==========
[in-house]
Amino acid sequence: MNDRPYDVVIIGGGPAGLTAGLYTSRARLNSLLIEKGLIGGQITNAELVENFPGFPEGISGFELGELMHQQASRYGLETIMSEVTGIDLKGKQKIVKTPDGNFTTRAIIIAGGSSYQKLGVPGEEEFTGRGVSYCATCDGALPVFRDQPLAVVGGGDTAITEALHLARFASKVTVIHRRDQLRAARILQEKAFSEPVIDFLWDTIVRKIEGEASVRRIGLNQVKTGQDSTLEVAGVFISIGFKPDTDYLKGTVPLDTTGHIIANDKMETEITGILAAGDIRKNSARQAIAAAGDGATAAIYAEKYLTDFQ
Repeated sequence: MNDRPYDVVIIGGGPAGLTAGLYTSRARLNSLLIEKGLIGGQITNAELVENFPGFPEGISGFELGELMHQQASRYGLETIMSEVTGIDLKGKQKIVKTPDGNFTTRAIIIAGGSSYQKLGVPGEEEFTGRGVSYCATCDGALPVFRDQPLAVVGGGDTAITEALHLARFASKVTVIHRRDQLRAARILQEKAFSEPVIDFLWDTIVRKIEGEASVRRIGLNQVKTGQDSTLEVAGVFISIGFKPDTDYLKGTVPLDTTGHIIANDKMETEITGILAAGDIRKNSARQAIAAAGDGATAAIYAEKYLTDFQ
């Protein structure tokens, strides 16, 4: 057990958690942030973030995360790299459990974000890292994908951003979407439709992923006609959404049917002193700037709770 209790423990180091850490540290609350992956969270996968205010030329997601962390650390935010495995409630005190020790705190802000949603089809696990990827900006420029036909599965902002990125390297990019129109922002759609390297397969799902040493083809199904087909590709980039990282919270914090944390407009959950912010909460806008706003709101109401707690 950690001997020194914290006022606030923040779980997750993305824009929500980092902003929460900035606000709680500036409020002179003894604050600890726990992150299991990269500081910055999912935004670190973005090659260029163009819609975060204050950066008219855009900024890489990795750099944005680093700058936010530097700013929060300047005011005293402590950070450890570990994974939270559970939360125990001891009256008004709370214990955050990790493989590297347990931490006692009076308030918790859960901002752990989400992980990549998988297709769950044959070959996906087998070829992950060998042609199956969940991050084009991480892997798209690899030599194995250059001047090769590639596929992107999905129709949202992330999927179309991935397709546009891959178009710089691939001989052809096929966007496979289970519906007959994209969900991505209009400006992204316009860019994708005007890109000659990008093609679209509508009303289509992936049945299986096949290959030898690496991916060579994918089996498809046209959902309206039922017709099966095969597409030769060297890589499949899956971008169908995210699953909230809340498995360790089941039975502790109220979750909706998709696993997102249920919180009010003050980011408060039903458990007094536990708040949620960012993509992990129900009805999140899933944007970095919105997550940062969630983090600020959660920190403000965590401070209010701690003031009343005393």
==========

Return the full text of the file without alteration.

[in-house]
Amino acid sequence: MNDRPYDVVIIGGGPAGLTAGLYTSRARLNSLLIEKGLIGGQITNAELVENFPGFPEGISGFELGELMHQQASRYGLETIMSEVTGIDLKGKQKIVKTPDGNFTTRAIIIAGGSSYQKLGVPGEEEFTGRGVSYCATCDGALPVFRDQPLAVVGGGDTAITEALHLARFASKVTVIHRRDQLRAARILQEKAFSEPVIDFLWDTIVRKIEGEASVRRIGLNQVKTGQDSTLEVAGVFISIGFKPDTDYLKGTVPLDTTGHIIANDKMETEITGILAAGDIRKNSARQAIAAAGDGATAAIYAEKYLTDFQ
Repeated sequence: MNDRPYDVVIIGGGPAGLTAGLYTSRARLNSLLIEKGLIGGQITNAELVENFPGFPEGISGFELGELMHQQASRYGLETIMSEVTGIDLKGKQKIVKTPDGNFTTRAIIIAGGSSYQKLGVPGEEEFTGRGVSYCATCDGALPVFRDQPLAVVGGGDTAITEALHLARFASKVTVIHRRDQLRAARILQEKAFSEPVIDFLWDTIVRKIEGEASVRRIGLNQVKTGQDSTLEVAGVFISIGFKPDTDYLKGTVPLDTTGHIIANDKMETEITGILAAGDIRKNSARQAIAAAGDGATAAIYAEKYLTDFQ
């Protein structure tokens, strides 16, 4: 057990958690942030973030995360790299459990974000890292994908951003979407439709992923006609959404049917002193700037709770 209790423990180091850490540290609350992956969270996968205010030329997601962390650390935010495995409630005190020790705190802000949603089809696990990827900006420029036909599965902002990125390297990019129109922002759609390297397969799902040493083809199904087909590709980039990282919270914090944390407009959950912010909460806008706003709101109401707690 950690001997020194914290006022606030923040779980997750993305824009929500980092902003929460900035606000709680500036409020002179003894604050600890726990992150299991990269500081910055999912935004670190973005090659260029163009819609975060204050950066008219855009900024890489990795750099944005680093700058936010530097700013929060300047005011005293402590950070450890570990994974939270559970939360125990001891009256008004709370214990955050990790493989590297347990931490006692009076308030918790859960901002752990989400992980990549998988297709769950044959070959996906087998070829992950060998042609199956969940991050084009991480892997798209690899030599194995250059001047090769590639596929992107999905129709949202992330999927179309991935397709546009891959178009710089691939001989052809096929966007496979289970519906007959994209969900991505209009400006992204316009860019994708005007890109000659990008093609679209509508009303289509992936049945299986096949290959030898690496991916060579994918089996498809046209959902309206039922017709099966095969597409030769060297890589499949899956971008169908995210699953909230809340498995360790089941039975502790109220979750909706998709696993997102249920919180009010003050980011408060039903458990007094536990708040949620960012993509992990129900009805999140899933944007970095919105997550940062969630983090600020959660920190403000965590401070209010701690003031009343005393």